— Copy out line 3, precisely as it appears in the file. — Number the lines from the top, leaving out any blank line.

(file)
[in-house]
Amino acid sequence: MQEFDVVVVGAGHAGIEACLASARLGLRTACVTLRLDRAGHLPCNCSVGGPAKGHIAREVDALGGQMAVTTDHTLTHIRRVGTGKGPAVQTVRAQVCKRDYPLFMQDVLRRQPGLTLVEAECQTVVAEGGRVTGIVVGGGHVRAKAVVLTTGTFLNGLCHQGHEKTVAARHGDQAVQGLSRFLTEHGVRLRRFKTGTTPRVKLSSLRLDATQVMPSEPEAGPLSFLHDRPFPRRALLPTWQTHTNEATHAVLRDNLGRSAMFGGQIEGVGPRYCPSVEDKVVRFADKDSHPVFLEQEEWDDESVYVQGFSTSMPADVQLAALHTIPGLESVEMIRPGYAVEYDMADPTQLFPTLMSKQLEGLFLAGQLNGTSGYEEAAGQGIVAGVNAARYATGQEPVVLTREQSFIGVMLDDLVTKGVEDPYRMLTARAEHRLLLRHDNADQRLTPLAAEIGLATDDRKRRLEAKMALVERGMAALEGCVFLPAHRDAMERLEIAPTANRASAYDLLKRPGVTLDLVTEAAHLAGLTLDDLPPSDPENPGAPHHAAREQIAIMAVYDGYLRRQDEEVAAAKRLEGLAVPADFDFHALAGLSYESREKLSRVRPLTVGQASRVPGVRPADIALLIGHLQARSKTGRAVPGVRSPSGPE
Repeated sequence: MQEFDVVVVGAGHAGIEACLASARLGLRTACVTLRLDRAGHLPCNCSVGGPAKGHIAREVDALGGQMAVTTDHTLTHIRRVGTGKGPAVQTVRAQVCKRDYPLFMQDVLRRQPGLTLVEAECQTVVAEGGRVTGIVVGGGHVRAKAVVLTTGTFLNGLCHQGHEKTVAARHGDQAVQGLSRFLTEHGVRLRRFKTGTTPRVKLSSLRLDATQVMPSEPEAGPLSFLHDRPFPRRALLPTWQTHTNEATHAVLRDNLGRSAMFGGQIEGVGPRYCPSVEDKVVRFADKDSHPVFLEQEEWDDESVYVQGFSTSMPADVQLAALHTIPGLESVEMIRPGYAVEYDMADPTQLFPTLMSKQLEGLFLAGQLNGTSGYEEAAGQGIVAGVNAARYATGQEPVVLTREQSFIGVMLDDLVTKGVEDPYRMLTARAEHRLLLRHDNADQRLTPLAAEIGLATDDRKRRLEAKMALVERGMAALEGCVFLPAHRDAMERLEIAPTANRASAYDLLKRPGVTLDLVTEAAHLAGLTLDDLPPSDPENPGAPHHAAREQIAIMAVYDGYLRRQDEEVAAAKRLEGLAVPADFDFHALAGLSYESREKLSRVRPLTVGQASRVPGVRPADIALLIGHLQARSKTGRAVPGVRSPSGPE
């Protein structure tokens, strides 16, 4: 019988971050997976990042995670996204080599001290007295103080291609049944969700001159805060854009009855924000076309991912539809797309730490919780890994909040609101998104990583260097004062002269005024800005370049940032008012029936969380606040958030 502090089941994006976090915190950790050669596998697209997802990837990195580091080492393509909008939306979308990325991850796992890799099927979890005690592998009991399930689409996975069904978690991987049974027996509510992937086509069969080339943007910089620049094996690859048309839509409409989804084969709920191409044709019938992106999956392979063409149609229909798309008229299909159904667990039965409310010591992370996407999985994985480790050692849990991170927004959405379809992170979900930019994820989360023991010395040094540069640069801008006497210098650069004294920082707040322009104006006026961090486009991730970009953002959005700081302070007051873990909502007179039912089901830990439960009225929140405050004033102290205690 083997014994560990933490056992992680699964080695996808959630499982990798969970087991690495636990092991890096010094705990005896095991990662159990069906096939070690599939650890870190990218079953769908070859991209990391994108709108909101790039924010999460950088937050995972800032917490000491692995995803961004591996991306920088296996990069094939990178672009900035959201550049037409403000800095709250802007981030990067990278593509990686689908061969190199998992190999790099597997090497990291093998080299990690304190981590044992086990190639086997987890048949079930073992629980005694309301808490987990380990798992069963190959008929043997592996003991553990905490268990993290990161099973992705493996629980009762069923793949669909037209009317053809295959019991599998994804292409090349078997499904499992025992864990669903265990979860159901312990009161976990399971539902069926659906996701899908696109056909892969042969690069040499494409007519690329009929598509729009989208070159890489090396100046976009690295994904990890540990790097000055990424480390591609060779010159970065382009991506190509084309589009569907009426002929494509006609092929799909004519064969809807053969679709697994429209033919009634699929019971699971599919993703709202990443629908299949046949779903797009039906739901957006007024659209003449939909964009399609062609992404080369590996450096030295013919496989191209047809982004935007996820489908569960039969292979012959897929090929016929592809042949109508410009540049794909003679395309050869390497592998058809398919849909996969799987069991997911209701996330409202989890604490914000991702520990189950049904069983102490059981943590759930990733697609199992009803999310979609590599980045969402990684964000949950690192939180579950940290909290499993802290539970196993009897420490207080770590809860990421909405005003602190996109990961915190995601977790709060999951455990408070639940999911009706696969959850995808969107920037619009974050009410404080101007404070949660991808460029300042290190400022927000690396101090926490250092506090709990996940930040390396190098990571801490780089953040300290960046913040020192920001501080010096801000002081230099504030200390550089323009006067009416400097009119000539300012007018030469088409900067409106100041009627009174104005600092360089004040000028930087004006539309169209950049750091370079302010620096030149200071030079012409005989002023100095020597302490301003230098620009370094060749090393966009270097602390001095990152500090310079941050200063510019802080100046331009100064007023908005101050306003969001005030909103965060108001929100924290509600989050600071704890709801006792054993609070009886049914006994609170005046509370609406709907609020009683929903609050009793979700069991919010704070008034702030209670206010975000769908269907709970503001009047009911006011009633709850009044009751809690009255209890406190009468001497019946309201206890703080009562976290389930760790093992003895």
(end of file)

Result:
Repeated sequence: MQEFDVVVVGAGHAGIEACLASARLGLRTACVTLRLDRAGHLPCNCSVGGPAKGHIAREVDALGGQMAVTTDHTLTHIRRVGTGKGPAVQTVRAQVCKRDYPLFMQDVLRRQPGLTLVEAECQTVVAEGGRVTGIVVGGGHVRAKAVVLTTGTFLNGLCHQGHEKTVAARHGDQAVQGLSRFLTEHGVRLRRFKTGTTPRVKLSSLRLDATQVMPSEPEAGPLSFLHDRPFPRRALLPTWQTHTNEATHAVLRDNLGRSAMFGGQIEGVGPRYCPSVEDKVVRFADKDSHPVFLEQEEWDDESVYVQGFSTSMPADVQLAALHTIPGLESVEMIRPGYAVEYDMADPTQLFPTLMSKQLEGLFLAGQLNGTSGYEEAAGQGIVAGVNAARYATGQEPVVLTREQSFIGVMLDDLVTKGVEDPYRMLTARAEHRLLLRHDNADQRLTPLAAEIGLATDDRKRRLEAKMALVERGMAALEGCVFLPAHRDAMERLEIAPTANRASAYDLLKRPGVTLDLVTEAAHLAGLTLDDLPPSDPENPGAPHHAAREQIAIMAVYDGYLRRQDEEVAAAKRLEGLAVPADFDFHALAGLSYESREKLSRVRPLTVGQASRVPGVRPADIALLIGHLQARSKTGRAVPGVRSPSGPE